In the knowledge that I had missed both training sessions for my eagerly awaited trek, I decided that I should brave the temperamental weather and drag Dad on a little stroll. From someone who’s usually on wheels, I came to the realisation whilst struggling to keep myself upright along the steady incline of the driveway that Center Parcs isn’t as flat as it first appears. All I can say is that as Dad crept along the pavement, once again at a speed that a snail could beat, I think he was kind of glad that he’s not attending the event due to prior work commitments.
You may have already gathered that I love curry almost as much as I love giraffes, and so the prospect of Indian food was going to be the highlight of my day. That said, all bright ideas seem to end up as an epic fail and the starting point for any good story. After we’d waited for approximately an hour for our food to arrive, Kenneth began to get understandably ratty and commenced his usual rigmarole of the screaming abdabs. Of course, this prompted the waitresses to run around faster than blue-arsed flies in an effort to quieten the racket. The meal was less than ideal but we ate it anyway and headed home on the road train, slightly disheartened.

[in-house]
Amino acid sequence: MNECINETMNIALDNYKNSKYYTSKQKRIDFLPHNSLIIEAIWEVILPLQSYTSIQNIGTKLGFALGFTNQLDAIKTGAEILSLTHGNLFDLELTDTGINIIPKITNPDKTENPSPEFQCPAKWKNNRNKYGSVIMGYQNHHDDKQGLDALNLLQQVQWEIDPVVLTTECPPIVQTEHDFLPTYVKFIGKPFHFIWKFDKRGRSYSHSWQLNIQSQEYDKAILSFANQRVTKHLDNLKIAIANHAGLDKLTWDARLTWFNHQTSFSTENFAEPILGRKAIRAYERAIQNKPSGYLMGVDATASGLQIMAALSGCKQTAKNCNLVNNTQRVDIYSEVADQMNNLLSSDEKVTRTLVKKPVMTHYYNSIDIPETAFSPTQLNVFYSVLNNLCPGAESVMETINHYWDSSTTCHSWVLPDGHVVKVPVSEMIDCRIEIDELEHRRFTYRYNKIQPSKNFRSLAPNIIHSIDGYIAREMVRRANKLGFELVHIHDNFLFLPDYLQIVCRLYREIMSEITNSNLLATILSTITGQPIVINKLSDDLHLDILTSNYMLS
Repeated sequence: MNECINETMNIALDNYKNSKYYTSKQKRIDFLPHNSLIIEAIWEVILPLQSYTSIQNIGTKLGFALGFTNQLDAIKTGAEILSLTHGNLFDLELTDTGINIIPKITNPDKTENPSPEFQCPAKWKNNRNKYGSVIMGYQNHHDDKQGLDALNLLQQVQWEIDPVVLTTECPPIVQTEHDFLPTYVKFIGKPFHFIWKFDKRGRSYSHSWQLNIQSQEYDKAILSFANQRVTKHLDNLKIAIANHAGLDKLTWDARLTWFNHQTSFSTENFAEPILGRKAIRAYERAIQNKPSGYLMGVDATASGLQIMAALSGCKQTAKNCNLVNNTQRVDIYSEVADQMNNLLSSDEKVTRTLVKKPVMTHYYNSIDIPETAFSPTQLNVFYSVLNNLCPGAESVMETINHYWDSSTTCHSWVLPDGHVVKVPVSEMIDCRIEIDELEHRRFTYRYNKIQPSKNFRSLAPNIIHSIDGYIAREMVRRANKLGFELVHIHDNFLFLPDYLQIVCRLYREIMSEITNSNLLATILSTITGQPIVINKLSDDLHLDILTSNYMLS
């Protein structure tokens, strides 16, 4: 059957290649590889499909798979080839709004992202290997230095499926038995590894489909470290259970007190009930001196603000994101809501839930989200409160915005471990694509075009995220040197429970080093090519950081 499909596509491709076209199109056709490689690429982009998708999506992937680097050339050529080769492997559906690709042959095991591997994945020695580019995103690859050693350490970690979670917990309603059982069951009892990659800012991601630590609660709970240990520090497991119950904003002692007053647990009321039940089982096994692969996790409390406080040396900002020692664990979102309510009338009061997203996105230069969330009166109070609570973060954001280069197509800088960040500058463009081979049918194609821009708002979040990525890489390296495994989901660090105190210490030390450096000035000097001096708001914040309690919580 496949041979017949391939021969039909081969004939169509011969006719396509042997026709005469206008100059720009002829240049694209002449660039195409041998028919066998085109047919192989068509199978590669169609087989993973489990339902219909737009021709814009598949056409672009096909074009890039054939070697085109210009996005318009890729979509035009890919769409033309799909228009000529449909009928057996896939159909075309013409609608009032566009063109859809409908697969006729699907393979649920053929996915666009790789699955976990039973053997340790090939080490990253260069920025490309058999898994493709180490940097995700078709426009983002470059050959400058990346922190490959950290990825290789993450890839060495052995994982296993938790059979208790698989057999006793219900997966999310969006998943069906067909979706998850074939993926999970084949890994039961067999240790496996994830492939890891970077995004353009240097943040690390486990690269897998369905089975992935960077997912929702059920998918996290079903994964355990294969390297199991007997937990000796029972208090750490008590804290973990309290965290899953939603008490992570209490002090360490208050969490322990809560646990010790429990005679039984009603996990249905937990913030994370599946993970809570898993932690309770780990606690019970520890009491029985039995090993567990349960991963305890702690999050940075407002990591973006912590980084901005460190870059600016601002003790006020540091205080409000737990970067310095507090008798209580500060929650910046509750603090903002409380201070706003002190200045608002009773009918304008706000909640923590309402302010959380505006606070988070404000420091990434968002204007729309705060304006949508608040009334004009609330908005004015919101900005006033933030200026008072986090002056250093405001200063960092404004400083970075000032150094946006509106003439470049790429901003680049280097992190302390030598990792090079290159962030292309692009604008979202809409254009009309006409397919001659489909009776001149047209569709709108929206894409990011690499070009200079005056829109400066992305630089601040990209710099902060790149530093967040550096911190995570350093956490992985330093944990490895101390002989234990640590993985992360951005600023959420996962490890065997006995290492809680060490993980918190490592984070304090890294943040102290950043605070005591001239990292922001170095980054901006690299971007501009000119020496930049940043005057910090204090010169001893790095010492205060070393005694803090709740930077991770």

After telling the doddery old driver at which stop we needed to depart, it was all aboard in the hopes of a quiet night in. What we hadn’t realised was that said doddery old driver was also a tad incompetent, and so as Dad hopped off the train to assist me down the ramp, the driver continued his journey. It was at this point that all carnage broke loose. Kenneth and Mum began screeching at a pitch that hyenas would be proud of, Dad ran up the hill at a pace Mo Farah would be proud of, and the driver moseyed along in blissful ignorance. What’s not to love?
As if there wasn’t enough excitement for the week, we still had two days to conquer. Thursday began relatively smoothly with a trip to the falconry where I discovered a new-found appreciation for owls, alongside a spot of retail therapy where I acquired a new set of training shoes. Just at the point where we thought we’d got off without a hitch, Kenneth began projectile vomiting thanks to a mixture of the less than impressive curry, an excess of swallowed chlorine, or a simple bug. It was due to this unfortunate development that we decided to cancel our trip to see the giraffes and head straight home.
Somewhere amidst the heavy traffic on the A46, as Dad was holding a crisp packet full of Mum’s vomit, courtesy of either Kenneth’s germs or the pain from her foot, I was attempting not to pass out due to period pain, Kenneth was repeatedly tapping me on the shoulder for updates on where we were going, and Mum was desperately searching for a new bag to throw up in. That moment perfectly encapsulated the mood for the entire holiday, and it was reaffirmed in my mind that this family is one of a kind.March 10, 2019 1:32 pm